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PPA Today: Drones Archives

Recently in Drones Category

You never know what you'll find out about on theLoop, PPA's members-only social network. Recently, member David Bailey, M.Photog., CPP,  of Colorado Springs, shared info we figured deserved another push. ..and a big THANK YOU!

InterDrone, the biggest Drone Conference and Expo in the country is coming to Las Vegas, September 6-8, 2017! We know from the response to our Drone Zone at Imaging USA last year that drones are currently the hottest addition to a successful photography business. Now you can experience a conference devoted to all things drone...certainly some inspiration you may want to pick up if you're considering becoming a PPA Certified Drone Photographer....which David Bailey also just did!

InterDrone will feature information for builders, buyers, and flyers of commercial drones, technical classes, an expo hall with the "Yes-Fly Zone" drone demo area, expert speakers, and other special events.  InterDrone's expo will feature more than 185 unmanned system manufacturers and sellers. The full commercial drone conference features more than 120 panels, sessions, classes and drone workshops. Justin Moore, PPA's first Drone Certified Photographer, is also a speaker at InterDrone!

If you register by Aug. 25th, there is a discount available. David asked for and received another 15% discount for PPA members, so just use the discount code PHOTO when you register! Visit for more information. 

by Sidra Safri
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We all know that there are certain things you can and cannot do with your drone. You can fly a drone for commercial purposes once you have passed your Section 107 drone certification exam. You cannot fly your drone over large groups of people. Pretty much ever.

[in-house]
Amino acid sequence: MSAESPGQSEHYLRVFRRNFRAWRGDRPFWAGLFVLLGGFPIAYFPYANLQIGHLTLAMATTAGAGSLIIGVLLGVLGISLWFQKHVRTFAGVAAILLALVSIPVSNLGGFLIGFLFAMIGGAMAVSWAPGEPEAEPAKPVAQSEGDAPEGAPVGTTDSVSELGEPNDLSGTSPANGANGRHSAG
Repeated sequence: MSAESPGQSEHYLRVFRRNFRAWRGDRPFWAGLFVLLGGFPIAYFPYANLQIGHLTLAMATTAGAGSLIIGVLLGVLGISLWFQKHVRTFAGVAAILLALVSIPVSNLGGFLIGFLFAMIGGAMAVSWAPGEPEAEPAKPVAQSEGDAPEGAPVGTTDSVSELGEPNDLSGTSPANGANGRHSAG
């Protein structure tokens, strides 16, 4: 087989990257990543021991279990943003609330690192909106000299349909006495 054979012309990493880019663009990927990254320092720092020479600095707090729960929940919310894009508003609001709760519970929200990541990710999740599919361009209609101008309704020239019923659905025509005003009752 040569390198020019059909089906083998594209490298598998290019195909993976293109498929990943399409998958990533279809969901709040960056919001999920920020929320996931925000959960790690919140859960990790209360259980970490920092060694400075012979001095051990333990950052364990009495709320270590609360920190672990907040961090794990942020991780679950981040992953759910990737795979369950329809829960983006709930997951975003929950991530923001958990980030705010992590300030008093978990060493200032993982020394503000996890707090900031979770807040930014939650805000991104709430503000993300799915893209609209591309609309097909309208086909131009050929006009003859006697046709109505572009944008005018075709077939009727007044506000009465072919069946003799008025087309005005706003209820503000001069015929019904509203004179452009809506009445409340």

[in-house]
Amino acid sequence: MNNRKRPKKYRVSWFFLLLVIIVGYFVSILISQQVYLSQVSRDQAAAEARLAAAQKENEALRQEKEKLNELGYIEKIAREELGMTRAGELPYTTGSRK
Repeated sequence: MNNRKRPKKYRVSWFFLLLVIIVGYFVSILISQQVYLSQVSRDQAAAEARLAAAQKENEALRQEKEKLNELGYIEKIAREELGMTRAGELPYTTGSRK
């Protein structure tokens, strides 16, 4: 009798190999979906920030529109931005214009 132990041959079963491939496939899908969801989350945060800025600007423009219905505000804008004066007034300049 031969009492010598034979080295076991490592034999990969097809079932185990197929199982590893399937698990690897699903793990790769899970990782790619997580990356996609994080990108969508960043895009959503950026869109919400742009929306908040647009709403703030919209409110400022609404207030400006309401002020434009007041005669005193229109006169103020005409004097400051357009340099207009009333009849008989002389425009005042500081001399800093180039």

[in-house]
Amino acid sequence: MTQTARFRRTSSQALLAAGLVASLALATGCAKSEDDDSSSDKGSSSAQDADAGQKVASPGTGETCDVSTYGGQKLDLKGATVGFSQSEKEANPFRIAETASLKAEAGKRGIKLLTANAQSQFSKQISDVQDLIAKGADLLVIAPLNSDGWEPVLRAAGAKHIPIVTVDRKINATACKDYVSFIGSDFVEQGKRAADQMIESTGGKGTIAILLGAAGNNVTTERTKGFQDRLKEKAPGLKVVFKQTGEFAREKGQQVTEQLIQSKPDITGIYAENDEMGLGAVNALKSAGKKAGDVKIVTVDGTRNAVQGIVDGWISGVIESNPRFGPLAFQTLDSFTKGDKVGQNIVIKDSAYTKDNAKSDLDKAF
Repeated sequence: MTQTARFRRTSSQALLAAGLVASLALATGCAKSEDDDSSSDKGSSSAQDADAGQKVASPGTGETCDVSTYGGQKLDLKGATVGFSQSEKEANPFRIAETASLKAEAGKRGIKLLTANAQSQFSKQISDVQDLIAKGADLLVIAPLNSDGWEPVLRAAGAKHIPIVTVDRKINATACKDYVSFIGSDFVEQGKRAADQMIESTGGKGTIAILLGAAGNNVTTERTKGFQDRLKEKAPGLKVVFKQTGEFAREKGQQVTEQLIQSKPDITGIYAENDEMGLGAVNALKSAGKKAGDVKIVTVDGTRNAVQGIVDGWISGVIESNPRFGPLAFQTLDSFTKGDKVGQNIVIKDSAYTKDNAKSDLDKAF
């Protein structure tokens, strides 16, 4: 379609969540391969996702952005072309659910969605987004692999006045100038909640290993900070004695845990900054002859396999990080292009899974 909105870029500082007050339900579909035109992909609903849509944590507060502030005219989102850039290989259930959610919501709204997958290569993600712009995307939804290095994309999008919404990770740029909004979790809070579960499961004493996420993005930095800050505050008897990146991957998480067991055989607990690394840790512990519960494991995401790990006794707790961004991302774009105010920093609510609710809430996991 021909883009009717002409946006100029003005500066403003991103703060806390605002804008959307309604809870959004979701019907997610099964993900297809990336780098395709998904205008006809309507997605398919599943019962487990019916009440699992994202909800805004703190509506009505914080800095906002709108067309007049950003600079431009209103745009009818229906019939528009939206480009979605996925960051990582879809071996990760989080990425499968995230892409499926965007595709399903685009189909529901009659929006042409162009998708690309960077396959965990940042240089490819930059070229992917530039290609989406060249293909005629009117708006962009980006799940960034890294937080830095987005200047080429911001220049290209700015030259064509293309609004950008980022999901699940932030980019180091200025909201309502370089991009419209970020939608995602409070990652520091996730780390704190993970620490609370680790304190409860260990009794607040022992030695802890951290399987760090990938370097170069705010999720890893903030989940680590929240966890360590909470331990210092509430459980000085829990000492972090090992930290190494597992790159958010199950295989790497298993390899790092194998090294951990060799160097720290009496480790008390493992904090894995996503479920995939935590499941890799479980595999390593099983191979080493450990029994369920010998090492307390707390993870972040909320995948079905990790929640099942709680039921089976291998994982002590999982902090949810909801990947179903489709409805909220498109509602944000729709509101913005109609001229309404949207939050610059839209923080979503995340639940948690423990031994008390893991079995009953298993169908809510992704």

To make these dos-and-don'ts (and life as a drone photographer) a little easier, the FAA introduced waivers. FAA Certified drone photographers can apply for a waiver that allows them to fly over people, fly during a moving vehicle, fly at night etc....whatever the case may be. 
We have all heard about these waivers, but still very little has come out on how to apply for them. 

Well, guess what? PPA has a "How to Apply for a Drone Waiver" guide just for you. This new resource walks you through what information you need to provide, how detailed you should be, and what the FAA is looking for when processing your waiver. Check out this cool new resource here!

For more information about drones or to get details on PPA's new Certified Drone Photographer program, head over to

by Sidra Safri
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Every so often you will hear about a drone that got too close to an airplane or a drone that was being flown in an area it shouldn't have. As more people purchase drones for commercial or personal use, these close calls are happening more than ever before and are getting more and more risky.  The FAA reported 1,274 close calls in 2016 alone, and are expecting that number to double for 2017. 

The most recent close call reported by U.S. media outlets took place on July 31st, 2017, when a drone was seen by an airplane preparing for landing in what was stated as "in the vicinity of the runway"! That is way too close for comfort!

Constant violations of drone regulations are forcing the FAA to crack down on violators. Most recently, the FAA arrested a man from Arizona for endangerment and unlawful operation of a drone during a massive wildfire near Phoenix. Besides the possible criminal charges, the fines can get quite pricey. In 2016, the FAA fined one company $1.9 million! 

As a rule of thumb:

  1. Always check the B4U fly app to ensure there are not limitations to flights in your location. 
  2. Stay of the airplane's way!...Keep in mind planes are much larger and faster than drones and are carrying fellow humans. One wrong move from a drone and it can put many people's lives in danger. 
  3. Always fly below 400ft!
As always, check for all the latest drone news and best practices. 

By Bethany Clark

Calling all drone photographers! If you are a PPA member that wants to expand your business by incorporating professional drone photography into your product offerings, consider becoming a Certified Drone Photographer!

The Certified Drone Photographer designation is the official credential for photographers that want to set themselves apart within the drone photography industry. It assures potential clients of a photographer's knowledge, experience, competence, and ability, as well as a compliance with all legal and safety considerations pursuant to operating drone equipment. 

Basically, it assures that not only can you fly a drone legally and knowledgeably, but you can also capture excellent photographs while doing it!

Photographers who earn their Certified Drone Photographer credential do so to demonstrate their expertise in flying drones and taking photographs from drones, gain an edge in advertising their services, and further justify the price of their services.